DP18659 Many Creditors, One Large Debtor: Understanding the Buildup of Global Stock Imbalances after the Global Financial Crisis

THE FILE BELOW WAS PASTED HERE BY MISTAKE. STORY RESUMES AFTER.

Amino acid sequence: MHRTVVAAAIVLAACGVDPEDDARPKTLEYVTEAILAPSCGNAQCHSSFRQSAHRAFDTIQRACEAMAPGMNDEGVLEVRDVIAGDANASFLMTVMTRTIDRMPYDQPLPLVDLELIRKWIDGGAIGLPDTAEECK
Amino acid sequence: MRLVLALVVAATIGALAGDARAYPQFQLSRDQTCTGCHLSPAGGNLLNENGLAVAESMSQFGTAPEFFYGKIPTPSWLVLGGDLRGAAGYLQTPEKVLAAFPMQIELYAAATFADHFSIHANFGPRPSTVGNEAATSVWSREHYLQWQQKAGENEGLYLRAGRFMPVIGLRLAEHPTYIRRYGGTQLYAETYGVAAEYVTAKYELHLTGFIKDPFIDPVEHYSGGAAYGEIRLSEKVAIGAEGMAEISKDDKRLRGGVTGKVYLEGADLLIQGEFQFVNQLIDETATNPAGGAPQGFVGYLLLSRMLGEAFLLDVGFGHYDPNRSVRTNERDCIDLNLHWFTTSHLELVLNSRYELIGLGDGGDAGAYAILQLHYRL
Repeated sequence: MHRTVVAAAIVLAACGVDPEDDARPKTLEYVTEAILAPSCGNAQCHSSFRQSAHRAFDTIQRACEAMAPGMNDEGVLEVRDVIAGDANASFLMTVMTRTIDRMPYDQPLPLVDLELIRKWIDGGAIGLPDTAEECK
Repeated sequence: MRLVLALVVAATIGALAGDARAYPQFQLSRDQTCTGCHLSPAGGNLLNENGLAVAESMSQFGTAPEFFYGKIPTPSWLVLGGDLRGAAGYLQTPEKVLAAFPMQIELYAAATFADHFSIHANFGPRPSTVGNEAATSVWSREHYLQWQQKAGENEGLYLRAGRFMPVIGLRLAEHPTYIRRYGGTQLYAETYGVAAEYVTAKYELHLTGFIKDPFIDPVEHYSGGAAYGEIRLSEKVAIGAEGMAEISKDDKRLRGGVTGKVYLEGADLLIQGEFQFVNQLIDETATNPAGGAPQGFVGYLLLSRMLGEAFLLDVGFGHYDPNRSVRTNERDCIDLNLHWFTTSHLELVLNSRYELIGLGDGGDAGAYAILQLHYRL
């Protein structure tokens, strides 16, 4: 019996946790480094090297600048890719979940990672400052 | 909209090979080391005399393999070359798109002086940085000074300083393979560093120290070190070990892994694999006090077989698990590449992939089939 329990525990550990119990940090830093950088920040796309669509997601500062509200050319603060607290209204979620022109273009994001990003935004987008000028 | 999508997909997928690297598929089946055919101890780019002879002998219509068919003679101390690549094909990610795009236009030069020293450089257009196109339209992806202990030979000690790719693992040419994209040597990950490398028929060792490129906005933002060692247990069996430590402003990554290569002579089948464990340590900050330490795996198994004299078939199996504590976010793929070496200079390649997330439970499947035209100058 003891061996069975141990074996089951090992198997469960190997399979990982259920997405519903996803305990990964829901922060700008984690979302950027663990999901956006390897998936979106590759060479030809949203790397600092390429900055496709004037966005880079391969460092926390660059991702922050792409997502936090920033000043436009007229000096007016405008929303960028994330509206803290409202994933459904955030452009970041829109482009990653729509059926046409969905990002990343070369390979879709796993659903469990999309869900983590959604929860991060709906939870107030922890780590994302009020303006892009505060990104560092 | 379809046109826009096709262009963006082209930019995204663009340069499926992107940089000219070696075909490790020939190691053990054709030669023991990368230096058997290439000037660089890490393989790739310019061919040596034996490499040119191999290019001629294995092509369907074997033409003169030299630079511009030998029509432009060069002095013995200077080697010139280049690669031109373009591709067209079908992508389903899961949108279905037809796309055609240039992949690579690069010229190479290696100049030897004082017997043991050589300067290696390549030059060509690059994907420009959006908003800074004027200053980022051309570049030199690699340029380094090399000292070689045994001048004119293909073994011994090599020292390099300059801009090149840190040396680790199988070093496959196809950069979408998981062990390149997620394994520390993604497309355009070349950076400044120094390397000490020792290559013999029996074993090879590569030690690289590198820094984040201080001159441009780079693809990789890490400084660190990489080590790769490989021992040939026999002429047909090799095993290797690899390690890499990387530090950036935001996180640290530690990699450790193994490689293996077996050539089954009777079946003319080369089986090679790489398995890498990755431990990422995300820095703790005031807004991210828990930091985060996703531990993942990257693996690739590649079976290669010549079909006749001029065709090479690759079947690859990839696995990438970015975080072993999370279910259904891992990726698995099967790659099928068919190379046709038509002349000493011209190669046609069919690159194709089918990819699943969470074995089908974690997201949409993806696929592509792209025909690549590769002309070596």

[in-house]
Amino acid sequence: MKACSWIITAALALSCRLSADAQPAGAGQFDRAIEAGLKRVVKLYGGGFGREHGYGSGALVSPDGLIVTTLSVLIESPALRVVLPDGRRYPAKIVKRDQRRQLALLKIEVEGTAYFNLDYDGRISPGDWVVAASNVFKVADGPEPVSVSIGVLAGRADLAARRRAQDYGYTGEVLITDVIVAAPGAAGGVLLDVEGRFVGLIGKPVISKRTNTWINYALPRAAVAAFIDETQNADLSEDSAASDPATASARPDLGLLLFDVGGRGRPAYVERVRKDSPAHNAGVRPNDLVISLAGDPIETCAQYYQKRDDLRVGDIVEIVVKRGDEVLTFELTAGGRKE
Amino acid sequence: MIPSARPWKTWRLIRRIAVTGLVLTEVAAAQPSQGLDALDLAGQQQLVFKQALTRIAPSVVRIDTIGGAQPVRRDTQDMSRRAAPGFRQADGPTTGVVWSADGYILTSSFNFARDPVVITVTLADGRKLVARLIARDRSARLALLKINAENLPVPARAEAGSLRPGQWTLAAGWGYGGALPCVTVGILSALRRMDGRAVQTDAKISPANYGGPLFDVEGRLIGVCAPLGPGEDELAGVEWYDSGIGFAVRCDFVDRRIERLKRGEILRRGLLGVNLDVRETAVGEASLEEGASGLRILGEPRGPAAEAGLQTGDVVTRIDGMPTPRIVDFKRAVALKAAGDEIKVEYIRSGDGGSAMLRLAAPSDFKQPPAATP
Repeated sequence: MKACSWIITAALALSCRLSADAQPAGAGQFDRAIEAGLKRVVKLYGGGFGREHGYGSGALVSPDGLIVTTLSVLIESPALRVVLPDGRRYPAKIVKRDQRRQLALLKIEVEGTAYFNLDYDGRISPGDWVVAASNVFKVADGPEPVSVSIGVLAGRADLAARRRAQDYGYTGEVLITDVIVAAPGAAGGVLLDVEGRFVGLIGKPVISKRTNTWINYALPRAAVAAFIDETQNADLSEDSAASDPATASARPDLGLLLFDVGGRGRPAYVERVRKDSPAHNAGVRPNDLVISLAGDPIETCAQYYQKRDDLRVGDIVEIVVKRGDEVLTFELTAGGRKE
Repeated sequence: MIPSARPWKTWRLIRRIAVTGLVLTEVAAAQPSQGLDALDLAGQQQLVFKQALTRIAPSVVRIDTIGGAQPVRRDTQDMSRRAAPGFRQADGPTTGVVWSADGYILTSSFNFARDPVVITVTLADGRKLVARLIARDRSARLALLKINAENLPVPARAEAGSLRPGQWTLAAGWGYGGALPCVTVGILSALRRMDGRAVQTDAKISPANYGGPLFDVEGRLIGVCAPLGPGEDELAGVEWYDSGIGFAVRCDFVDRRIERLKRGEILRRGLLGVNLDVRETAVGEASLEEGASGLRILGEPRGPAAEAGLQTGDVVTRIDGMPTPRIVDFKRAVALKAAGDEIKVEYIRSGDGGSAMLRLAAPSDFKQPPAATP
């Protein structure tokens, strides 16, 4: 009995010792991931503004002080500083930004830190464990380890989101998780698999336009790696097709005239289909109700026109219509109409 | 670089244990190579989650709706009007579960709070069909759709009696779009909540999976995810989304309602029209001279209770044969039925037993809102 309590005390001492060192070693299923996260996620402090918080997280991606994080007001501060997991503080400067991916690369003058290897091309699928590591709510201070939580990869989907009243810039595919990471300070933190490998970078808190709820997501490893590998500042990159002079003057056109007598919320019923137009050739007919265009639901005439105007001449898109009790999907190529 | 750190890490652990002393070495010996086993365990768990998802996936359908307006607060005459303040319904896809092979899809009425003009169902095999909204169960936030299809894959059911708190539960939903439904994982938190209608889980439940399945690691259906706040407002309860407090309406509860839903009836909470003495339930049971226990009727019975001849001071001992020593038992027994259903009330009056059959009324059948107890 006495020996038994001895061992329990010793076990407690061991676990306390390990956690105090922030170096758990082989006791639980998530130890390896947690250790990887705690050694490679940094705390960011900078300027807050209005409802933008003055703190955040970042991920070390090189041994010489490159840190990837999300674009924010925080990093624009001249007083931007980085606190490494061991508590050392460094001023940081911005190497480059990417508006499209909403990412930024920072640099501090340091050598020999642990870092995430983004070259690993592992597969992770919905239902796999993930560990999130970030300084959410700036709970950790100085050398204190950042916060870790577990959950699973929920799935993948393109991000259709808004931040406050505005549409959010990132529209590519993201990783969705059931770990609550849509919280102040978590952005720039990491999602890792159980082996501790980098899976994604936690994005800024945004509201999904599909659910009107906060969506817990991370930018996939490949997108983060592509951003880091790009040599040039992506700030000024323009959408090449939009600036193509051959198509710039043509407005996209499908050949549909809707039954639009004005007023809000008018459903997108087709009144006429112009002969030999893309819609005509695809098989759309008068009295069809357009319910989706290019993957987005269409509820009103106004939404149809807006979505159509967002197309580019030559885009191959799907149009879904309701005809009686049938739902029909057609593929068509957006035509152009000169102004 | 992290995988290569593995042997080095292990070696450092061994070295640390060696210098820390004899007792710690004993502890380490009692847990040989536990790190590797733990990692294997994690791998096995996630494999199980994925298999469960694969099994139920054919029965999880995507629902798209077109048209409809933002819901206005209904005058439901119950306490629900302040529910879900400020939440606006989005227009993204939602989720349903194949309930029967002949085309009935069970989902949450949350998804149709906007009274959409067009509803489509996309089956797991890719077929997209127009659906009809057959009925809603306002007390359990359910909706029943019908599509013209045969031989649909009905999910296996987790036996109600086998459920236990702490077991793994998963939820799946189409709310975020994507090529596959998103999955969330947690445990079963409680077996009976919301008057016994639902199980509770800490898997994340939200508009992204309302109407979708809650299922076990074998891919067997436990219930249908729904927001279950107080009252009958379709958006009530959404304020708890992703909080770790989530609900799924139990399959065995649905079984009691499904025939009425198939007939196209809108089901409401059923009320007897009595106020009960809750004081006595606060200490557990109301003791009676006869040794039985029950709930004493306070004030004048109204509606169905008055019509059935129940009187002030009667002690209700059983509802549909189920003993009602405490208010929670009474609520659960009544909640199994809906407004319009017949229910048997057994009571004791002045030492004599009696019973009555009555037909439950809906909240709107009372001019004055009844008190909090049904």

The past decade has seen a remarkable widening of global creditor and debtor positions in relation to world GDP, with the lion’s share of net external liabilities accounted for by the United States, and a surge in net global claims particularly in advanced Europe and smaller economies of advanced Asia. This has occurred despite a compression in global current account imbalances. This paper explores the factors underpinning these developments, highlighting the role of the US asset price boom and dollar appreciation in widening the net US debtor position, and examines how, where, and to what extent those valuation gains are reflected in other countries’ external accounts. It also looks at the economic and structural factors explaining the emergence of new large international creditors, highlighting common features but also important country-specific factors.